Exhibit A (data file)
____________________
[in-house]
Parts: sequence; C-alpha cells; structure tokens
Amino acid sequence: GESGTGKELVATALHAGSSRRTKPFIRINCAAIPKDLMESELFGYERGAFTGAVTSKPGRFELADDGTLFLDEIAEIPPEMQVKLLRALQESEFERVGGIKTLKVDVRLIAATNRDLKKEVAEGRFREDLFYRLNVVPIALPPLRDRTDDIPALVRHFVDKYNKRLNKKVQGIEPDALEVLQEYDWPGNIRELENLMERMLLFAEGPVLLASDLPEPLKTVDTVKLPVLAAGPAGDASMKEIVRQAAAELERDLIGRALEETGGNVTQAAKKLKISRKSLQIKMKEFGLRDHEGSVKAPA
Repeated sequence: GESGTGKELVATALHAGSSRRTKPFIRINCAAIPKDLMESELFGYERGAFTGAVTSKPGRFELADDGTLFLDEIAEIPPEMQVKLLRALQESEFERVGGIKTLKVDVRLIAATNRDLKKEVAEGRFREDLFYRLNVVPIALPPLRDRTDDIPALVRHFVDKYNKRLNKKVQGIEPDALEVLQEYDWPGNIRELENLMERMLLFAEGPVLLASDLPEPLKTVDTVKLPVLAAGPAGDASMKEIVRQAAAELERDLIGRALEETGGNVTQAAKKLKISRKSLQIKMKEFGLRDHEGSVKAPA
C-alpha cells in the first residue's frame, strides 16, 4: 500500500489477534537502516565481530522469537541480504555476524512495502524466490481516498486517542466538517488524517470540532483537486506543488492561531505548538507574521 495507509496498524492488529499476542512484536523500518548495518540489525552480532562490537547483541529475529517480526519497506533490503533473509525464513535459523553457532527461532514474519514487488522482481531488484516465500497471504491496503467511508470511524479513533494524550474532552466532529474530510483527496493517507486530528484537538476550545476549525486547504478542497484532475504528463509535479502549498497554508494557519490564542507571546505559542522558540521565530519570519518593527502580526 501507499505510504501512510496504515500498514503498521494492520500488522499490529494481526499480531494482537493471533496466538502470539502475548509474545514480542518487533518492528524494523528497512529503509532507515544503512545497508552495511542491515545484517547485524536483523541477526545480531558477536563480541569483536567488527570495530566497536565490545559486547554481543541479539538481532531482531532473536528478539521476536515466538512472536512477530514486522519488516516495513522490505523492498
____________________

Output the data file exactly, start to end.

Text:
[in-house]
Parts: sequence; C-alpha cells; structure tokens
Amino acid sequence: GESGTGKELVATALHAGSSRRTKPFIRINCAAIPKDLMESELFGYERGAFTGAVTSKPGRFELADDGTLFLDEIAEIPPEMQVKLLRALQESEFERVGGIKTLKVDVRLIAATNRDLKKEVAEGRFREDLFYRLNVVPIALPPLRDRTDDIPALVRHFVDKYNKRLNKKVQGIEPDALEVLQEYDWPGNIRELENLMERMLLFAEGPVLLASDLPEPLKTVDTVKLPVLAAGPAGDASMKEIVRQAAAELERDLIGRALEETGGNVTQAAKKLKISRKSLQIKMKEFGLRDHEGSVKAPA
Repeated sequence: GESGTGKELVATALHAGSSRRTKPFIRINCAAIPKDLMESELFGYERGAFTGAVTSKPGRFELADDGTLFLDEIAEIPPEMQVKLLRALQESEFERVGGIKTLKVDVRLIAATNRDLKKEVAEGRFREDLFYRLNVVPIALPPLRDRTDDIPALVRHFVDKYNKRLNKKVQGIEPDALEVLQEYDWPGNIRELENLMERMLLFAEGPVLLASDLPEPLKTVDTVKLPVLAAGPAGDASMKEIVRQAAAELERDLIGRALEETGGNVTQAAKKLKISRKSLQIKMKEFGLRDHEGSVKAPA
C-alpha cells in the first residue's frame, strides 16, 4: 500500500489477534537502516565481530522469537541480504555476524512495502524466490481516498486517542466538517488524517470540532483537486506543488492561531505548538507574521 495507509496498524492488529499476542512484536523500518548495518540489525552480532562490537547483541529475529517480526519497506533490503533473509525464513535459523553457532527461532514474519514487488522482481531488484516465500497471504491496503467511508470511524479513533494524550474532552466532529474530510483527496493517507486530528484537538476550545476549525486547504478542497484532475504528463509535479502549498497554508494557519490564542507571546505559542522558540521565530519570519518593527502580526 501507499505510504501512510496504515500498514503498521494492520500488522499490529494481526499480531494482537493471533496466538502470539502475548509474545514480542518487533518492528524494523528497512529503509532507515544503512545497508552495511542491515545484517547485524536483523541477526545480531558477536563480541569483536567488527570495530566497536565490545559486547554481543541479539538481532531482531532473536528478539521476536515466538512472536512477530514486522519488516516495513522490505523492498